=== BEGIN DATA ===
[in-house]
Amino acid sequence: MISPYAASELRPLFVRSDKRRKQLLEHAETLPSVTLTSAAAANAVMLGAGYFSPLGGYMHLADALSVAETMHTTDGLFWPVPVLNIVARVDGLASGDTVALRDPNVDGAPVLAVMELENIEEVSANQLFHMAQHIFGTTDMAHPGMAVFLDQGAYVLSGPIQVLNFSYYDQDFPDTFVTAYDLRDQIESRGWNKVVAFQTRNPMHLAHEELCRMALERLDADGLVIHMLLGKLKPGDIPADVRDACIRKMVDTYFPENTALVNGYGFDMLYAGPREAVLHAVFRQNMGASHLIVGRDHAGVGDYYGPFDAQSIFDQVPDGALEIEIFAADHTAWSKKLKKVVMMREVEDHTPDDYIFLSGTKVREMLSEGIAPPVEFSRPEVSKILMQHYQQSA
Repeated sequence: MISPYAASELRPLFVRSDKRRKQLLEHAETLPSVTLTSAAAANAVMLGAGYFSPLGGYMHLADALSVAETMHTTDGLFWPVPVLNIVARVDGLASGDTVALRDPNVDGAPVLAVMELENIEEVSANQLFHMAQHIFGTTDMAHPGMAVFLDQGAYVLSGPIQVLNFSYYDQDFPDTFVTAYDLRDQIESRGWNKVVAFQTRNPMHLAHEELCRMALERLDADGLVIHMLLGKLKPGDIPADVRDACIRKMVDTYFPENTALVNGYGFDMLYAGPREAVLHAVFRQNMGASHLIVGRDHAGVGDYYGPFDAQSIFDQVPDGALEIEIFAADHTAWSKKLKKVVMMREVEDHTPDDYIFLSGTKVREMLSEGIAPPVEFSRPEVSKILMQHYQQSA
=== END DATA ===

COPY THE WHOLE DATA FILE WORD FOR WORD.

[in-house]
Amino acid sequence: MISPYAASELRPLFVRSDKRRKQLLEHAETLPSVTLTSAAAANAVMLGAGYFSPLGGYMHLADALSVAETMHTTDGLFWPVPVLNIVARVDGLASGDTVALRDPNVDGAPVLAVMELENIEEVSANQLFHMAQHIFGTTDMAHPGMAVFLDQGAYVLSGPIQVLNFSYYDQDFPDTFVTAYDLRDQIESRGWNKVVAFQTRNPMHLAHEELCRMALERLDADGLVIHMLLGKLKPGDIPADVRDACIRKMVDTYFPENTALVNGYGFDMLYAGPREAVLHAVFRQNMGASHLIVGRDHAGVGDYYGPFDAQSIFDQVPDGALEIEIFAADHTAWSKKLKKVVMMREVEDHTPDDYIFLSGTKVREMLSEGIAPPVEFSRPEVSKILMQHYQQSA
Repeated sequence: MISPYAASELRPLFVRSDKRRKQLLEHAETLPSVTLTSAAAANAVMLGAGYFSPLGGYMHLADALSVAETMHTTDGLFWPVPVLNIVARVDGLASGDTVALRDPNVDGAPVLAVMELENIEEVSANQLFHMAQHIFGTTDMAHPGMAVFLDQGAYVLSGPIQVLNFSYYDQDFPDTFVTAYDLRDQIESRGWNKVVAFQTRNPMHLAHEELCRMALERLDADGLVIHMLLGKLKPGDIPADVRDACIRKMVDTYFPENTALVNGYGFDMLYAGPREAVLHAVFRQNMGASHLIVGRDHAGVGDYYGPFDAQSIFDQVPDGALEIEIFAADHTAWSKKLKKVVMMREVEDHTPDDYIFLSGTKVREMLSEGIAPPVEFSRPEVSKILMQHYQQSA